Far-infrared spectroscopy can reveal secrets of galaxy evolution and heavy-element enrichment throughout cosmic time, and astronomers worldwide are designing cryogenic space telescopes for far-IR spectroscopy. The most challenging aspect is a far-IR detector which is both exquisitely sensitive (limited by the zodiacal-light noise in a narrow band (lambda/delta lambda ~1000)) and array able to tens of thousands of pixels. The quantum capacitance detector (QCD) being developed at MDL, is a 50mK device adapted from quantum computing applications in which photon-produced free electrons in a superconductor tunnel into a small capacitive island embedded in a resonant circuit. The QCD has optically-measured noise equivalent power (NEP) of 2x10-20 W Hz-1/2 at 1.5THz under 10-19W of optical loading, making it the most sensitive far-IR detector ever demonstrated. The QCD has further demonstrated individual far-IR photon counting, confirming the exquisite sensitivity and suitability for cryogenic space astrophysics. In this lecture, the development of the Quantum Capacitance detector will be highlighted, from inception through proof of concept devices, culminating with the demonstration of single photon detection. Current development efforts will be discussed.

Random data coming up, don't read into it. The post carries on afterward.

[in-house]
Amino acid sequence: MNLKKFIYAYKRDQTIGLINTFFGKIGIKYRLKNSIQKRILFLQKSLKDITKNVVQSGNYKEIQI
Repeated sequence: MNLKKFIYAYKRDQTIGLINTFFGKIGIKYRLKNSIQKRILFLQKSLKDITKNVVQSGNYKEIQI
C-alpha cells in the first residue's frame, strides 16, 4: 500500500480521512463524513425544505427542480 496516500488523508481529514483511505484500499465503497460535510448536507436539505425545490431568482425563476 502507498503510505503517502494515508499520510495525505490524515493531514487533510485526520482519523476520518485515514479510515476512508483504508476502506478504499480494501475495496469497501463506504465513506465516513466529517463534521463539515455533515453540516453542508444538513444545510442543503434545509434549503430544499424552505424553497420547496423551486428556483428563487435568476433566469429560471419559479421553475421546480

Talk Number 21040014
Speaker Profile Pierre Echternach
Perimeter Institute Recorded Seminar Archive